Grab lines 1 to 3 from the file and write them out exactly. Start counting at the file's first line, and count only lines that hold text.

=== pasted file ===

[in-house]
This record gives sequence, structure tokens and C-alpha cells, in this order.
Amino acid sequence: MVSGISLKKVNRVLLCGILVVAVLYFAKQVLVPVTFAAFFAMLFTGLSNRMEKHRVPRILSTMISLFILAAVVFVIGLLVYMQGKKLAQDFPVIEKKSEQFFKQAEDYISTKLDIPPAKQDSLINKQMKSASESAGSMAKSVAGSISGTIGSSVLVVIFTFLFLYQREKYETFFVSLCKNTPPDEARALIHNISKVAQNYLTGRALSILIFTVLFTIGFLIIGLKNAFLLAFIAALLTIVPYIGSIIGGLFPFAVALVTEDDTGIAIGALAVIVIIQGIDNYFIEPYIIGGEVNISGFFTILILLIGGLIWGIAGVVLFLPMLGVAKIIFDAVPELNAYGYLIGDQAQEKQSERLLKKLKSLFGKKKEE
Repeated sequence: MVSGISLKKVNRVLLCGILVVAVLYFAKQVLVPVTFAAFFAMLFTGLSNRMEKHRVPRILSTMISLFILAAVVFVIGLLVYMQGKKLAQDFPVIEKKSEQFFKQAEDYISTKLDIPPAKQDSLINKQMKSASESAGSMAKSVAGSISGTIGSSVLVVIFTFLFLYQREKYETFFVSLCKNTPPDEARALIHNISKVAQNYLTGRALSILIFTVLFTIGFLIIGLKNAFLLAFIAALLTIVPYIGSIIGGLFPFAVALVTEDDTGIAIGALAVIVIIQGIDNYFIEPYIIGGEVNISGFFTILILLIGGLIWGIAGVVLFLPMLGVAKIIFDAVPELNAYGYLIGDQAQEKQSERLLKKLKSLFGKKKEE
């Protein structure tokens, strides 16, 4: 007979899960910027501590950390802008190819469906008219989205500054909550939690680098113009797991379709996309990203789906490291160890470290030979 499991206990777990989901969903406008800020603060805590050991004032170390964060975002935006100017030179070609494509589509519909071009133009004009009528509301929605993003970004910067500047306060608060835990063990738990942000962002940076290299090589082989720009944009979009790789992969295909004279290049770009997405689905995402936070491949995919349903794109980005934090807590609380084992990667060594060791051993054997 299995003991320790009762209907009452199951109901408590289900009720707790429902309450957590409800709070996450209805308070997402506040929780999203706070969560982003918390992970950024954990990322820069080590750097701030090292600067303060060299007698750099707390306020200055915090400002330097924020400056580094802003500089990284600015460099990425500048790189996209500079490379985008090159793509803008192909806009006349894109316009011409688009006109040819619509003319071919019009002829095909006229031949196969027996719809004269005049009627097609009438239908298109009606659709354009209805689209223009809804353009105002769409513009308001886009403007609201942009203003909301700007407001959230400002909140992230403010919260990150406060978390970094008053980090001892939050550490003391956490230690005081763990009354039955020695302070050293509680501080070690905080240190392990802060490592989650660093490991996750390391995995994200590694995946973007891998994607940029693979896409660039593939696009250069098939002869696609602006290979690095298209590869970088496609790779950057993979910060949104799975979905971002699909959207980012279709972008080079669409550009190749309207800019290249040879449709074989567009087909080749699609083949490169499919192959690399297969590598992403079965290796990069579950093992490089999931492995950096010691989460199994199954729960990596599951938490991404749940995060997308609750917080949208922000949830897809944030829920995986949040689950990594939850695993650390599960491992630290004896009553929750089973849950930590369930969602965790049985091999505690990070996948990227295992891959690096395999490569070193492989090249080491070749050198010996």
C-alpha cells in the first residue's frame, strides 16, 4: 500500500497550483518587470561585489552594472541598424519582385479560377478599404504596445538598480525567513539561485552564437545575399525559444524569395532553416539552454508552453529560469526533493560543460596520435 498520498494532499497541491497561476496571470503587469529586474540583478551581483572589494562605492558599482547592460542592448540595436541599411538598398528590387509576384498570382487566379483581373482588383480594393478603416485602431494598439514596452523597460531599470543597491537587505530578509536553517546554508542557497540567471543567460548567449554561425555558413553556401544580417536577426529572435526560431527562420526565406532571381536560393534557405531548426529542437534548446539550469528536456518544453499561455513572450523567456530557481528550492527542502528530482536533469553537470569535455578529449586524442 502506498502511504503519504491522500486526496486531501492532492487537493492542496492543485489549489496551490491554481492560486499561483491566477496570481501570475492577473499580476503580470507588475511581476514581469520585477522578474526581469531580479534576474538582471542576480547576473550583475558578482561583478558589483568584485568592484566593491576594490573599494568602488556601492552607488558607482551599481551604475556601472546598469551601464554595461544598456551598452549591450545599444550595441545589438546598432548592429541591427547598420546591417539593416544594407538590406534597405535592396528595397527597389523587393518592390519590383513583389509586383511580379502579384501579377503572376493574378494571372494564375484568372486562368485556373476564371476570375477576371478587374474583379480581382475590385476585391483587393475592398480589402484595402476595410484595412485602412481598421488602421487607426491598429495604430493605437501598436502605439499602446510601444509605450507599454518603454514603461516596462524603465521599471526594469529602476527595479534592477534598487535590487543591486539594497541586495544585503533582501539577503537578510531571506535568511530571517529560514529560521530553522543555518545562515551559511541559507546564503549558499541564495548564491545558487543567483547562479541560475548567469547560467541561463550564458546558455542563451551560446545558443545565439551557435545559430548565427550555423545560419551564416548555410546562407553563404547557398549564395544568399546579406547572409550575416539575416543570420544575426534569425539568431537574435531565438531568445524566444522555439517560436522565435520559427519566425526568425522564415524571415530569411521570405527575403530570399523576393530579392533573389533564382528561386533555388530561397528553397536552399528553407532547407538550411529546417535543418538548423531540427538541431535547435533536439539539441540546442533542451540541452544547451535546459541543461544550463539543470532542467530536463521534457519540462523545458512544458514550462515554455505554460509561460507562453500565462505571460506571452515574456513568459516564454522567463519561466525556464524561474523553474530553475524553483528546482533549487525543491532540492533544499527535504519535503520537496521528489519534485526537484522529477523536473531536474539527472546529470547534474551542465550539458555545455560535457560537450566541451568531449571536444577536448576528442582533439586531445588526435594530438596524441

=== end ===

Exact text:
[in-house]
This record gives sequence, structure tokens and C-alpha cells, in this order.
Amino acid sequence: MVSGISLKKVNRVLLCGILVVAVLYFAKQVLVPVTFAAFFAMLFTGLSNRMEKHRVPRILSTMISLFILAAVVFVIGLLVYMQGKKLAQDFPVIEKKSEQFFKQAEDYISTKLDIPPAKQDSLINKQMKSASESAGSMAKSVAGSISGTIGSSVLVVIFTFLFLYQREKYETFFVSLCKNTPPDEARALIHNISKVAQNYLTGRALSILIFTVLFTIGFLIIGLKNAFLLAFIAALLTIVPYIGSIIGGLFPFAVALVTEDDTGIAIGALAVIVIIQGIDNYFIEPYIIGGEVNISGFFTILILLIGGLIWGIAGVVLFLPMLGVAKIIFDAVPELNAYGYLIGDQAQEKQSERLLKKLKSLFGKKKEE